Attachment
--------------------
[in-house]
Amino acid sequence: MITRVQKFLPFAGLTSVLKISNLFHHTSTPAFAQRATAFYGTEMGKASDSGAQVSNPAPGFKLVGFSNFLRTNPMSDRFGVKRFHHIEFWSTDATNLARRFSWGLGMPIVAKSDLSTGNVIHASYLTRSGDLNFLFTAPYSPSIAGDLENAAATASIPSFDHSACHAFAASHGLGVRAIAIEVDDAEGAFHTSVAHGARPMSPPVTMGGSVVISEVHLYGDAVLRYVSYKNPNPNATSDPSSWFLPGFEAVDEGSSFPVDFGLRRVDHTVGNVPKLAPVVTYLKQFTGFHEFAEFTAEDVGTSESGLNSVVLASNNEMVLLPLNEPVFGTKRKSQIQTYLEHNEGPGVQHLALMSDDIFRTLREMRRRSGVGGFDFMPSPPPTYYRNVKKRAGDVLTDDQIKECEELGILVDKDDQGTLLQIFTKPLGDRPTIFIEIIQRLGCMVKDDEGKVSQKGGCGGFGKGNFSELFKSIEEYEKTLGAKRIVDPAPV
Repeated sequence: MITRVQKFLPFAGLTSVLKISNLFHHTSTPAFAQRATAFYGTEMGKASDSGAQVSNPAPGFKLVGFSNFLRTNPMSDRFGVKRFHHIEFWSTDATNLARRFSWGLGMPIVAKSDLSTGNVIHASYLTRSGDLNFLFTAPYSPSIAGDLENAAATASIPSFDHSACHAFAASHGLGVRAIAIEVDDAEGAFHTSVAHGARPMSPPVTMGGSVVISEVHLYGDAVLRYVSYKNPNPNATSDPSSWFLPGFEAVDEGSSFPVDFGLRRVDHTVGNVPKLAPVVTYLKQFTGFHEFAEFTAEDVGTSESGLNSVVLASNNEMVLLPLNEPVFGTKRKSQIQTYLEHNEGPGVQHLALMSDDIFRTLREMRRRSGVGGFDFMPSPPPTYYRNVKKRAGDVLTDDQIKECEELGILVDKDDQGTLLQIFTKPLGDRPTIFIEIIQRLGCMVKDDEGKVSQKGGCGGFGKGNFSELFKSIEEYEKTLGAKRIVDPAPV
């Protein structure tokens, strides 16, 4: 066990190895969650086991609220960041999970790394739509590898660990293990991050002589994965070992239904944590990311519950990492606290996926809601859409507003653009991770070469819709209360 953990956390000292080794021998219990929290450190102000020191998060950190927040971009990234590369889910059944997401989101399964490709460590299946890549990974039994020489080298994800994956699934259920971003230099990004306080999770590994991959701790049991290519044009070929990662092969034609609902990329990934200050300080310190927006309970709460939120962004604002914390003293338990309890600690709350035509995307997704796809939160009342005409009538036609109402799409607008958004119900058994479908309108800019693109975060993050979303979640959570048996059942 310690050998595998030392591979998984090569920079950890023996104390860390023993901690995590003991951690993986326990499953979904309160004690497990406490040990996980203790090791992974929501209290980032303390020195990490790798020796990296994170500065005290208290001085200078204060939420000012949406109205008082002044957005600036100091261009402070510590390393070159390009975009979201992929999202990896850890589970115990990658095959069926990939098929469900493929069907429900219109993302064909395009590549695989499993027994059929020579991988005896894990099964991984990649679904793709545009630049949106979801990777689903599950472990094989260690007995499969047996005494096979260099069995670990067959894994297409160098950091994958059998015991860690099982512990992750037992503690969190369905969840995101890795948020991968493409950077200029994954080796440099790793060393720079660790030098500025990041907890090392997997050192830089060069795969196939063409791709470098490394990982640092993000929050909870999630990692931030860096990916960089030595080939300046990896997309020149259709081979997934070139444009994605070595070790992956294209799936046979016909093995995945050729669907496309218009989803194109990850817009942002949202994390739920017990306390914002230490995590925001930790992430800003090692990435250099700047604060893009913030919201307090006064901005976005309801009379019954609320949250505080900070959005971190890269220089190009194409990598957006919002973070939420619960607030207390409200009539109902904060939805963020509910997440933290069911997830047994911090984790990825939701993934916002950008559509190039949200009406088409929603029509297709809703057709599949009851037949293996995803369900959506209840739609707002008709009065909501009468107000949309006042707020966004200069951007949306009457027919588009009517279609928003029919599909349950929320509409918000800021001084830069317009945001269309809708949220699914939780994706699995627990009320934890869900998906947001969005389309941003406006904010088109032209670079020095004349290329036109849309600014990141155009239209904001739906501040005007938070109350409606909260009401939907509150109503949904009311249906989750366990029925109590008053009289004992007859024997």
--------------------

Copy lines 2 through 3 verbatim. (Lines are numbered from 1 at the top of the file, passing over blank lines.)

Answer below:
Amino acid sequence: MITRVQKFLPFAGLTSVLKISNLFHHTSTPAFAQRATAFYGTEMGKASDSGAQVSNPAPGFKLVGFSNFLRTNPMSDRFGVKRFHHIEFWSTDATNLARRFSWGLGMPIVAKSDLSTGNVIHASYLTRSGDLNFLFTAPYSPSIAGDLENAAATASIPSFDHSACHAFAASHGLGVRAIAIEVDDAEGAFHTSVAHGARPMSPPVTMGGSVVISEVHLYGDAVLRYVSYKNPNPNATSDPSSWFLPGFEAVDEGSSFPVDFGLRRVDHTVGNVPKLAPVVTYLKQFTGFHEFAEFTAEDVGTSESGLNSVVLASNNEMVLLPLNEPVFGTKRKSQIQTYLEHNEGPGVQHLALMSDDIFRTLREMRRRSGVGGFDFMPSPPPTYYRNVKKRAGDVLTDDQIKECEELGILVDKDDQGTLLQIFTKPLGDRPTIFIEIIQRLGCMVKDDEGKVSQKGGCGGFGKGNFSELFKSIEEYEKTLGAKRIVDPAPV
Repeated sequence: MITRVQKFLPFAGLTSVLKISNLFHHTSTPAFAQRATAFYGTEMGKASDSGAQVSNPAPGFKLVGFSNFLRTNPMSDRFGVKRFHHIEFWSTDATNLARRFSWGLGMPIVAKSDLSTGNVIHASYLTRSGDLNFLFTAPYSPSIAGDLENAAATASIPSFDHSACHAFAASHGLGVRAIAIEVDDAEGAFHTSVAHGARPMSPPVTMGGSVVISEVHLYGDAVLRYVSYKNPNPNATSDPSSWFLPGFEAVDEGSSFPVDFGLRRVDHTVGNVPKLAPVVTYLKQFTGFHEFAEFTAEDVGTSESGLNSVVLASNNEMVLLPLNEPVFGTKRKSQIQTYLEHNEGPGVQHLALMSDDIFRTLREMRRRSGVGGFDFMPSPPPTYYRNVKKRAGDVLTDDQIKECEELGILVDKDDQGTLLQIFTKPLGDRPTIFIEIIQRLGCMVKDDEGKVSQKGGCGGFGKGNFSELFKSIEEYEKTLGAKRIVDPAPV